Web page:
Lawrence said Katchal Islands had one school and higher education was available only in Port Blair.“We are 24 hours away from Port Blair and most of the families are so poor to afford hostel facilities for their wards,” he said.“The Tamils also lack health facilities. All that you will get there is medicine for fever. If you have stomach ache, you have to take a helicopter to Port Blair for treatment. Helicopter fare costs Rs 4,000 per head. But constant rain affects helicopter service. A ship travels between Port Blair and Katcal Islands once a week,” said Mayakrishnan, one of the members of the association. “Even though the Calcutta High Court had ordered the Andaman and Nicobar Island administration to evolve a scheme to resettle us in a non-tribal area in 2012, no effort has been taken to implement the order,” said G.D. Lawrence, joint-secretary of the Katchal Tamil Settles Youth Welfare Association here on Monday. He is one of a handful of graduates from the community. “My classmate died during child delivery as there was no medical facility. How long can we suffer? What prevents them from resettling us in non-tribal area as it settled around 50 families in Hutbay islands with five acres of land and other facilities,” Mr Lawrence asked. “Now they are witnessing upward mobility, thanks to reservation policy well integrated with the local Tamils. A boy from the community has become an IAS officer,” he said. Settled on tribal lands in Katchal Islands in Andaman and Nicobar in India and kept away from the outside world’s attention, 161 plantation workers of Tamil families face an uncertain future, The Hindu newspaper reported.They were unable to undertake any economic activities on the land as the tribal community had sought reclamation of the land and resources after tsunami wreaked havoc on the island in 2004. “Now our family has grown into 226. So we just want two acres of land, a house and employment for one family member. The administration is responsible for our present situation because it settled us despite the fact that there is no scope for permanent settlement for us there,” he said.A total of 48 families of Indian origin were settled in the tribal areas of the island under a pact signed between then Prime Minister Lal Bahadur Shastri and Sri Lankan Prime Minister Srimao Bandaranayke in 1964. At the time of settlement between 1974 and 1976, they were given half an acre of land, a single bedroom house and employment for two members of a family in the rubber plantation on daily wages. Sri Lankan expert V. Suryanarayan said when it came to settlement of plantation Tamils, the policy of the Indian government was ill conceived.“When they arrived in Tamil Nadu, they were given business loan. But they were not capable of using the money and they ended up as bonded labourers in Kodaikanal and daily wage labourers to the Badaga landlords in Kothagiri in Nigiris,” he said.Some of them were absorbed in the State-owned TANTEA. Instead, the administration had formulated a scheme under which they were given a tsunami model house on a 200 square metres of land. Whereas in 2003, the administration had promised to allot 4.5 acres land, a two-bed room house and employment for two members of the family for five to six years in a rubber plantation, Mr. Lawrence said.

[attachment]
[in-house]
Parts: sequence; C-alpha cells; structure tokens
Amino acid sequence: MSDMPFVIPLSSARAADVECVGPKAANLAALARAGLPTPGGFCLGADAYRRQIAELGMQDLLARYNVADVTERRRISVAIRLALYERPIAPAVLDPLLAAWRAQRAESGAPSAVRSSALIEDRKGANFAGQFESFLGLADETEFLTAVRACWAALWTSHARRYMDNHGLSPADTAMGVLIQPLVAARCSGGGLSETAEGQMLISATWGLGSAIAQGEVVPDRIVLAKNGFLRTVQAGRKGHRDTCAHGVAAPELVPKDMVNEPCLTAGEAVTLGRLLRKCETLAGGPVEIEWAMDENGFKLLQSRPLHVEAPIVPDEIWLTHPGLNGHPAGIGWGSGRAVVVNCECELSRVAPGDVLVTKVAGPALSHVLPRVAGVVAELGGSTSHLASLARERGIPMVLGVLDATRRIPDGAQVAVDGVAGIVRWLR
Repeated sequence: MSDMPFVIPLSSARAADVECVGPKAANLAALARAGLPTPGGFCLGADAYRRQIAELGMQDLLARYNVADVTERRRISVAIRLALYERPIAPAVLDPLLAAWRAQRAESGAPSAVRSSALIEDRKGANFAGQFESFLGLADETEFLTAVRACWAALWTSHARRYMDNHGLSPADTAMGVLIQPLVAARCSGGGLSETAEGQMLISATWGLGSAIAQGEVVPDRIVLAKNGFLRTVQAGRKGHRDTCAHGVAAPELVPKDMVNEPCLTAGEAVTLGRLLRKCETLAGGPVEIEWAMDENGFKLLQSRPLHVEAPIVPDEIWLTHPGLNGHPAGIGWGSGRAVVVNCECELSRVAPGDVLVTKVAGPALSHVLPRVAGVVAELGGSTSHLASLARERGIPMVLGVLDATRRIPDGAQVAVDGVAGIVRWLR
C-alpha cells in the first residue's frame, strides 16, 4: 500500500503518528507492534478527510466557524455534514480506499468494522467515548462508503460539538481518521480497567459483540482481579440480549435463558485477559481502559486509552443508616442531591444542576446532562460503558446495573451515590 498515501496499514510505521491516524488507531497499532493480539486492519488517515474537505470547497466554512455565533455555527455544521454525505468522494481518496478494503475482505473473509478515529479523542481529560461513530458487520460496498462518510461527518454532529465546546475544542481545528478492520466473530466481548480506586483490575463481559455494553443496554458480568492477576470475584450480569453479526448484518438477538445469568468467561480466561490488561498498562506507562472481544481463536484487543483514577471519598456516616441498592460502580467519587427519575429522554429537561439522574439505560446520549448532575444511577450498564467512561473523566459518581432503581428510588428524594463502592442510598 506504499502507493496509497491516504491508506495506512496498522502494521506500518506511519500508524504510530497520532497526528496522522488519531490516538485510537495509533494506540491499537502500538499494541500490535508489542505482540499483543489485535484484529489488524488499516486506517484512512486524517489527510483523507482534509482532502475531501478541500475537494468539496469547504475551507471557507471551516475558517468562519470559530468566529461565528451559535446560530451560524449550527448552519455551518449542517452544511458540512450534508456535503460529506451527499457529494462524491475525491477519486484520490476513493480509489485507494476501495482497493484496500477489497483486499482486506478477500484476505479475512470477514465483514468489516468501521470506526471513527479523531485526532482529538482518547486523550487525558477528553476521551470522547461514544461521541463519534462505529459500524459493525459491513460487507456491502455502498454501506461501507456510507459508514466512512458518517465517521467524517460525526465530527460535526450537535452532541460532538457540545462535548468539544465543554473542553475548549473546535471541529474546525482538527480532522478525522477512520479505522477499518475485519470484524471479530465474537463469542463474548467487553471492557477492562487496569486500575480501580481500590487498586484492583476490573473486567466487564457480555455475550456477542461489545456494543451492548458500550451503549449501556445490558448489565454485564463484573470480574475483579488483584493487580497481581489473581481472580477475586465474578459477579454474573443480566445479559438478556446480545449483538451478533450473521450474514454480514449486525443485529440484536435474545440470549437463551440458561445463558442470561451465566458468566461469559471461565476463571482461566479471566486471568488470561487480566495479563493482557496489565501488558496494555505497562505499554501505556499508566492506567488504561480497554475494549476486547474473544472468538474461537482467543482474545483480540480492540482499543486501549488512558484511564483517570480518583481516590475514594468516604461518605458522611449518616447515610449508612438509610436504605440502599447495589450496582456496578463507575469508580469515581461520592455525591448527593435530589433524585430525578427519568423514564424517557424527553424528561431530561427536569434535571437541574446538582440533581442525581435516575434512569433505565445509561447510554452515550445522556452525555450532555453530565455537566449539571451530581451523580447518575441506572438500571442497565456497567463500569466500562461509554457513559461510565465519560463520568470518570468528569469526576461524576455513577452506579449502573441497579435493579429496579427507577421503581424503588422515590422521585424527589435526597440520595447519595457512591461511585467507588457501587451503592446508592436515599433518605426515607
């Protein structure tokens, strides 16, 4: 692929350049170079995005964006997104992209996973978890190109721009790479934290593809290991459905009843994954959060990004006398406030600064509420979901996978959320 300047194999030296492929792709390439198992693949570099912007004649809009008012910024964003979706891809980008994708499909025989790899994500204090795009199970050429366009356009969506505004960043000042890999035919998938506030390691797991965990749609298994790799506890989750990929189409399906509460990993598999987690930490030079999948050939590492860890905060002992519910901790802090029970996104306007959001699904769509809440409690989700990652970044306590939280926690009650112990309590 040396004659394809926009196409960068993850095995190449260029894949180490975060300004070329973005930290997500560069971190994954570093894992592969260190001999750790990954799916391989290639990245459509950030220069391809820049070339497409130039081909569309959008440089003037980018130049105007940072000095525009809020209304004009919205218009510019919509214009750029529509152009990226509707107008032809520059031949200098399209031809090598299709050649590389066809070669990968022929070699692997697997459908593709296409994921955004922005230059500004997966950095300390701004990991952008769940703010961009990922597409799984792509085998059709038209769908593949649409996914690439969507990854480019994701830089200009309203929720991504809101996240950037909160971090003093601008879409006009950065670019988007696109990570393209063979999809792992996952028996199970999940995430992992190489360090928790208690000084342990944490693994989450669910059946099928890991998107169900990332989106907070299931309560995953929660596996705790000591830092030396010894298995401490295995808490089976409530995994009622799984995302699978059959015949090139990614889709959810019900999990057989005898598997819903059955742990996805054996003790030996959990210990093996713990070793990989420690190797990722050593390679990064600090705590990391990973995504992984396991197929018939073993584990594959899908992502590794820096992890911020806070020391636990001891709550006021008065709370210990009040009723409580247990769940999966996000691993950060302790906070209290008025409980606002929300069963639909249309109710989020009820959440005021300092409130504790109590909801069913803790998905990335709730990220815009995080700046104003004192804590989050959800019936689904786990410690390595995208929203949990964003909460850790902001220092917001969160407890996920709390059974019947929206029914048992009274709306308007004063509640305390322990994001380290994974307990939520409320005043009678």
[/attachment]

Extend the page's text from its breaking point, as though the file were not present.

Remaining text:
Want the best of The Telegraph direct to your email and WhatsApp? Sign up to our free twice-daily Front Page newsletter and new audio briefings. The rising wave of violent crime meant the number of suspected murders in March was higher than that of New York.It emerged on Thursday that the Met has opened 55 murder investigations in London this year and there were six non-fatal stabbings from Thursday night into Friday morning in the capital.Sergeant Paul Perversi, of the Metropolitan Police’s Territorial Support Group, said: “With what’s happening in the last week, we are seeing more and more groups of youths going around and congregating at the hotspots. An officer on the front line of London’s knife-crime policing has vowed to stop groups of youths congregating in hotspots and creating trouble.It comes as Metropolitan Police Commissioner Cressida Dick said the spate of violence in the capital was “very worrying”, but that the force had not lost control of the capital’s streets.She also said she anticipated further arrests and charges in the five murder investigations launched in recent days.Her comments came after a 30-year-old man was arrested in Hackney over the murder of Tanesha Melbourne-Blake, 17, who was gunned down in Tottenham on Monday.The teenager was killed in a drive-by attack as she sat chatting with friends in a killing that shocked the capital. It came as the unit patrolled the streets of east London, responding to calls including a man armed with a knife in the street and an attempted robbery by a masked gang.On Friday afternoon a section 60 order, granting police stop and search powers across the Borough of Newham, was announced in response to an incident where a 13-year-old boy was stabbed in Gainsborough Avenue on Thursday.The order remained in place until 6am on Saturday.Speaking after a walk through Stoke Newington, in north London, on Friday, Ms Dick said: “Over the last three months and in particular in the last several days, we have had a unusual spike in horrible homicides, ghastly events, that have taken people’s lives and devastated other people’s lives.”This is not an unprecedented time, but it is a very worrying time.” Officers said they are keeping an open mind about the attack, and at this stage there has been no suggestion that the two killings are linked.On Friday two more youngsters were stabbed, with police being called to the Whitgift Shopping Centre in Croydon at 5.17pm.One male aged in his late teens or early 20s, and a 16-year-old boy were found suffering from stab injuries. She defended the Met’s record of bringing criminals to justice and said she believed the perpetrators of the recent killings would face the courts.Just 30 minutes after Tanesha was killed, 16-year-old Amaan Shakoor was shot in Walthamstow and died in hospital the following day. “We will stop them, we have been utilising that power – but we have been using it proportionally”Personally on our beat we are finding more weapons.”